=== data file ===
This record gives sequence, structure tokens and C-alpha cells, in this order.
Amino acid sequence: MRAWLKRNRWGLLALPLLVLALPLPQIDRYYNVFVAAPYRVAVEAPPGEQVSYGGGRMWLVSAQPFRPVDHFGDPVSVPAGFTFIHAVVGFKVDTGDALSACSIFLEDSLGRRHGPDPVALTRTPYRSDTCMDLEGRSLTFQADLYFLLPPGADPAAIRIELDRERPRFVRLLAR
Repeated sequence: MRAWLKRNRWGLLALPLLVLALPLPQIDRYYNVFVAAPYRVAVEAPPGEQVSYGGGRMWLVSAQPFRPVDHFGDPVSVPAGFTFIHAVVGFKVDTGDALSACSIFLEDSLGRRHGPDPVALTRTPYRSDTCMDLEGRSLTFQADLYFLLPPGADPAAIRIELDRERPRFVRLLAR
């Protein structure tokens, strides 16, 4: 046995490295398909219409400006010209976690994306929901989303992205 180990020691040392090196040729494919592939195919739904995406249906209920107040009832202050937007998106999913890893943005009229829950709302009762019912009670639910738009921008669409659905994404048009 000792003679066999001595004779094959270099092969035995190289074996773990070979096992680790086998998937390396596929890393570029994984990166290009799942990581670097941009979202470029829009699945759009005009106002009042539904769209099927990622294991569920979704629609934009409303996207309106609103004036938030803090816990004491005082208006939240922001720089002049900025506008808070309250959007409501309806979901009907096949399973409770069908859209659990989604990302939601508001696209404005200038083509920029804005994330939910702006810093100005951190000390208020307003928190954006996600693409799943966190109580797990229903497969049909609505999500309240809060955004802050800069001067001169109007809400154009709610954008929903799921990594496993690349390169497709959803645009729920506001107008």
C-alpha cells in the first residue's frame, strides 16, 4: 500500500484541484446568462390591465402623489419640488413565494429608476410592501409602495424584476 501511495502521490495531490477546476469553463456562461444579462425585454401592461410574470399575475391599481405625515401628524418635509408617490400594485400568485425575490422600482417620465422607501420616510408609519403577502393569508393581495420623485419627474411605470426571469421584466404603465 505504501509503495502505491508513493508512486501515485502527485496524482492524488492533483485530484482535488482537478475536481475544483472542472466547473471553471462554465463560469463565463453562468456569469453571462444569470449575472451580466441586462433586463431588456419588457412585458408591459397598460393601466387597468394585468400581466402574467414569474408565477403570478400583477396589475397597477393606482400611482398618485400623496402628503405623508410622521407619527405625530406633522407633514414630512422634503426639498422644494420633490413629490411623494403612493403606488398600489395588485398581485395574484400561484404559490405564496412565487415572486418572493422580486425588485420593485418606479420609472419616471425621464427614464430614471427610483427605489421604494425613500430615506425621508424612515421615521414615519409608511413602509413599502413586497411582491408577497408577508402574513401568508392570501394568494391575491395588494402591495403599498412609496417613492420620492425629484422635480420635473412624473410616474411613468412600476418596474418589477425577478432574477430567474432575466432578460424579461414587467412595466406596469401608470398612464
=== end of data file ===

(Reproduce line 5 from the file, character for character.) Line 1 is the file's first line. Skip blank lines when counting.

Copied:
C-alpha cells in the first residue's frame, strides 16, 4: 500500500484541484446568462390591465402623489419640488413565494429608476410592501409602495424584476 501511495502521490495531490477546476469553463456562461444579462425585454401592461410574470399575475391599481405625515401628524418635509408617490400594485400568485425575490422600482417620465422607501420616510408609519403577502393569508393581495420623485419627474411605470426571469421584466404603465 505504501509503495502505491508513493508512486501515485502527485496524482492524488492533483485530484482535488482537478475536481475544483472542472466547473471553471462554465463560469463565463453562468456569469453571462444569470449575472451580466441586462433586463431588456419588457412585458408591459397598460393601466387597468394585468400581466402574467414569474408565477403570478400583477396589475397597477393606482400611482398618485400623496402628503405623508410622521407619527405625530406633522407633514414630512422634503426639498422644494420633490413629490411623494403612493403606488398600489395588485398581485395574484400561484404559490405564496412565487415572486418572493422580486425588485420593485418606479420609472419616471425621464427614464430614471427610483427605489421604494425613500430615506425621508424612515421615521414615519409608511413602509413599502413586497411582491408577497408577508402574513401568508392570501394568494391575491395588494402591495403599498412609496417613492420620492425629484422635480420635473412624473410616474411613468412600476418596474418589477425577478432574477430567474432575466432578460424579461414587467412595466406596469401608470398612464